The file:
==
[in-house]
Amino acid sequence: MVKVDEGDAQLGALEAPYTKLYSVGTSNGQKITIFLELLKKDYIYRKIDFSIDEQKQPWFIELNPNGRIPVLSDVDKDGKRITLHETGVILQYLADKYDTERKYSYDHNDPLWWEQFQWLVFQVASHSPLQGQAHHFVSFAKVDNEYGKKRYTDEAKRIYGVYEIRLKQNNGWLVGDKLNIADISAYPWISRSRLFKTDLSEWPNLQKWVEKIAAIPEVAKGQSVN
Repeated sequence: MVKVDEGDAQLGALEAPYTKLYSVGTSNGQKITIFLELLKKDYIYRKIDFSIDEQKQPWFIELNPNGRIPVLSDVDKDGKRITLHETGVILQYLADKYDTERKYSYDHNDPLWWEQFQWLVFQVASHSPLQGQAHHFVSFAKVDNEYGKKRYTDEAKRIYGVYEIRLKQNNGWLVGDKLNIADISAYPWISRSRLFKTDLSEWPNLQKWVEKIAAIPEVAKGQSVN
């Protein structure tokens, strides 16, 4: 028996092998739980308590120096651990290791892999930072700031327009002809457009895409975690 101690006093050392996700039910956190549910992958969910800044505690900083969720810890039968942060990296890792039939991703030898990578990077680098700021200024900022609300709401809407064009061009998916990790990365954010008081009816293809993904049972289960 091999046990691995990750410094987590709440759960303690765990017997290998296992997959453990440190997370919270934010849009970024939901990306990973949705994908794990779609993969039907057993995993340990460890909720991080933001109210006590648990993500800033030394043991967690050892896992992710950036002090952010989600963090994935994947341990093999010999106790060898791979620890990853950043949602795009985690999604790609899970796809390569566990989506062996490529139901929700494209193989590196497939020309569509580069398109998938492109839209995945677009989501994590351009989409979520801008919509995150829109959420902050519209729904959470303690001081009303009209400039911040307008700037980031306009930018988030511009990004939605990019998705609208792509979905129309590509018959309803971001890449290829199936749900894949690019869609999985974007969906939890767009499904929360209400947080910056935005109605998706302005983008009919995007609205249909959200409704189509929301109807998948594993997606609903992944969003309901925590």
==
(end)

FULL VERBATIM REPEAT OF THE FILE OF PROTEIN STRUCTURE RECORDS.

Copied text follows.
[in-house]
Amino acid sequence: MVKVDEGDAQLGALEAPYTKLYSVGTSNGQKITIFLELLKKDYIYRKIDFSIDEQKQPWFIELNPNGRIPVLSDVDKDGKRITLHETGVILQYLADKYDTERKYSYDHNDPLWWEQFQWLVFQVASHSPLQGQAHHFVSFAKVDNEYGKKRYTDEAKRIYGVYEIRLKQNNGWLVGDKLNIADISAYPWISRSRLFKTDLSEWPNLQKWVEKIAAIPEVAKGQSVN
Repeated sequence: MVKVDEGDAQLGALEAPYTKLYSVGTSNGQKITIFLELLKKDYIYRKIDFSIDEQKQPWFIELNPNGRIPVLSDVDKDGKRITLHETGVILQYLADKYDTERKYSYDHNDPLWWEQFQWLVFQVASHSPLQGQAHHFVSFAKVDNEYGKKRYTDEAKRIYGVYEIRLKQNNGWLVGDKLNIADISAYPWISRSRLFKTDLSEWPNLQKWVEKIAAIPEVAKGQSVN
């Protein structure tokens, strides 16, 4: 028996092998739980308590120096651990290791892999930072700031327009002809457009895409975690 101690006093050392996700039910956190549910992958969910800044505690900083969720810890039968942060990296890792039939991703030898990578990077680098700021200024900022609300709401809407064009061009998916990790990365954010008081009816293809993904049972289960 091999046990691995990750410094987590709440759960303690765990017997290998296992997959453990440190997370919270934010849009970024939901990306990973949705994908794990779609993969039907057993995993340990460890909720991080933001109210006590648990993500800033030394043991967690050892896992992710950036002090952010989600963090994935994947341990093999010999106790060898791979620890990853950043949602795009985690999604790609899970796809390569566990989506062996490529139901929700494209193989590196497939020309569509580069398109998938492109839209995945677009989501994590351009989409979520801008919509995150829109959420902050519209729904959470303690001081009303009209400039911040307008700037980031306009930018988030511009990004939605990019998705609208792509979905129309590509018959309803971001890449290829199936749900894949690019869609999985974007969906939890767009499904929360209400947080910056935005109605998706302005983008009919995007609205249909959200409704189509929301109807998948594993997606609903992944969003309901925590």